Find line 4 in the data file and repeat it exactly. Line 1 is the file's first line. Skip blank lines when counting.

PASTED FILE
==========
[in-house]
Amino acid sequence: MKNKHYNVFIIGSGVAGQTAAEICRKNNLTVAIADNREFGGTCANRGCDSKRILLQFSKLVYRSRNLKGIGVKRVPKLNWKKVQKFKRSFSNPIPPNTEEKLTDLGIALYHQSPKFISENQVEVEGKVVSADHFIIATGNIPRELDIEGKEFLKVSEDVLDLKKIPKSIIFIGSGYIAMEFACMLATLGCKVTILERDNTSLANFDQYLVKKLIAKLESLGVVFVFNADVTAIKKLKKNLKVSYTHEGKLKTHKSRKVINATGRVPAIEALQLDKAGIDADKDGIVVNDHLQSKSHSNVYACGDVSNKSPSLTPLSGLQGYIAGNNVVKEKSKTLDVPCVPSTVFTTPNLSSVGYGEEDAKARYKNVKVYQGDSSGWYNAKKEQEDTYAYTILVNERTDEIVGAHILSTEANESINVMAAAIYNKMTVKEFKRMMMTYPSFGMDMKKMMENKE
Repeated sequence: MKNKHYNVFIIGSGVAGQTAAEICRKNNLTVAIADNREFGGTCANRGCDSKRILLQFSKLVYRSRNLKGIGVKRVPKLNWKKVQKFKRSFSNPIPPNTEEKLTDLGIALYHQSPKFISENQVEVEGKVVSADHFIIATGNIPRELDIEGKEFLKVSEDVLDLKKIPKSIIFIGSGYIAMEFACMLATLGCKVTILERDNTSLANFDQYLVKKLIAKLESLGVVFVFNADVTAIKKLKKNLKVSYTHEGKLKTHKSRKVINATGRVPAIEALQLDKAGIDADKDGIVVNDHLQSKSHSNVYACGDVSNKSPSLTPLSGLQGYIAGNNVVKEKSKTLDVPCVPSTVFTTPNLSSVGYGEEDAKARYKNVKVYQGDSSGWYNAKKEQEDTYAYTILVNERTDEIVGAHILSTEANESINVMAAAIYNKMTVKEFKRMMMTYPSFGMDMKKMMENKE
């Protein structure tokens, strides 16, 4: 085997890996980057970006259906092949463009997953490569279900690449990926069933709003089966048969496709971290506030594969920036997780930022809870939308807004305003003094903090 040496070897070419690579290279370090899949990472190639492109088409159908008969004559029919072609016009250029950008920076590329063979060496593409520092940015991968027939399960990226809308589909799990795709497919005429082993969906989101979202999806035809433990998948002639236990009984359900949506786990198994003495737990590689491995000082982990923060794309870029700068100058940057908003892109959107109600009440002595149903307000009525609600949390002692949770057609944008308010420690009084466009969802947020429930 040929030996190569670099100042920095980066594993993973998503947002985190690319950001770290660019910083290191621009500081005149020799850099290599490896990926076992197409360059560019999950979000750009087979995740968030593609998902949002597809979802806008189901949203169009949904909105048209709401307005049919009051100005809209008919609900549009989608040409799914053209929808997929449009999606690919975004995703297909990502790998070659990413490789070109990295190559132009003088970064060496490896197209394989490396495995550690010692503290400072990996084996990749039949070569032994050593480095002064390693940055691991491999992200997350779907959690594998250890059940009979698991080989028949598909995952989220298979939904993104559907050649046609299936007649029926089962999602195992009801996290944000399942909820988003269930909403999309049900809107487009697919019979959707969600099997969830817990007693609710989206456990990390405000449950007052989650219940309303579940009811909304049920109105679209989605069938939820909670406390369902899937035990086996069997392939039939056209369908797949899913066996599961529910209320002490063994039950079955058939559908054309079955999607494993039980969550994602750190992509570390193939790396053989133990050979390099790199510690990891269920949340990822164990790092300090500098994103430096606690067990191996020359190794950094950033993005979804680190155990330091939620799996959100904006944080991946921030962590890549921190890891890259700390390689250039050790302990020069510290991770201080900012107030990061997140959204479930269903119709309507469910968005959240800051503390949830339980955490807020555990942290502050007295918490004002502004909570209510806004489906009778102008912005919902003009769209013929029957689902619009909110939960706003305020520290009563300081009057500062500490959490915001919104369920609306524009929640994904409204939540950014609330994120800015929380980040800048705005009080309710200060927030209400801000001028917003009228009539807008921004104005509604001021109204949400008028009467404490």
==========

């Protein structure tokens, strides 16, 4: 085997890996980057970006259906092949463009997953490569279900690449990926069933709003089966048969496709971290506030594969920036997780930022809870939308807004305003003094903090 040496070897070419690579290279370090899949990472190639492109088409159908008969004559029919072609016009250029950008920076590329063979060496593409520092940015991968027939399960990226809308589909799990795709497919005429082993969906989101979202999806035809433990998948002639236990009984359900949506786990198994003495737990590689491995000082982990923060794309870029700068100058940057908003892109959107109600009440002595149903307000009525609600949390002692949770057609944008308010420690009084466009969802947020429930 040929030996190569670099100042920095980066594993993973998503947002985190690319950001770290660019910083290191621009500081005149020799850099290599490896990926076992197409360059560019999950979000750009087979995740968030593609998902949002597809979802806008189901949203169009949904909105048209709401307005049919009051100005809209008919609900549009989608040409799914053209929808997929449009999606690919975004995703297909990502790998070659990413490789070109990295190559132009003088970064060496490896197209394989490396495995550690010692503290400072990996084996990749039949070569032994050593480095002064390693940055691991491999992200997350779907959690594998250890059940009979698991080989028949598909995952989220298979939904993104559907050649046609299936007649029926089962999602195992009801996290944000399942909820988003269930909403999309049900809107487009697919019979959707969600099997969830817990007693609710989206456990990390405000449950007052989650219940309303579940009811909304049920109105679209989605069938939820909670406390369902899937035990086996069997392939039939056209369908797949899913066996599961529910209320002490063994039950079955058939559908054309079955999607494993039980969550994602750190992509570390193939790396053989133990050979390099790199510690990891269920949340990822164990790092300090500098994103430096606690067990191996020359190794950094950033993005979804680190155990330091939620799996959100904006944080991946921030962590890549921190890891890259700390390689250039050790302990020069510290991770201080900012107030990061997140959204479930269903119709309507469910968005959240800051503390949830339980955490807020555990942290502050007295918490004002502004909570209510806004489906009778102008912005919902003009769209013929029957689902619009909110939960706003305020520290009563300081009057500062500490959490915001919104369920609306524009929640994904409204939540950014609330994120800015929380980040800048705005009080309710200060927030209400801000001028917003009228009539807008921004104005509604001021109204949400008028009467404490």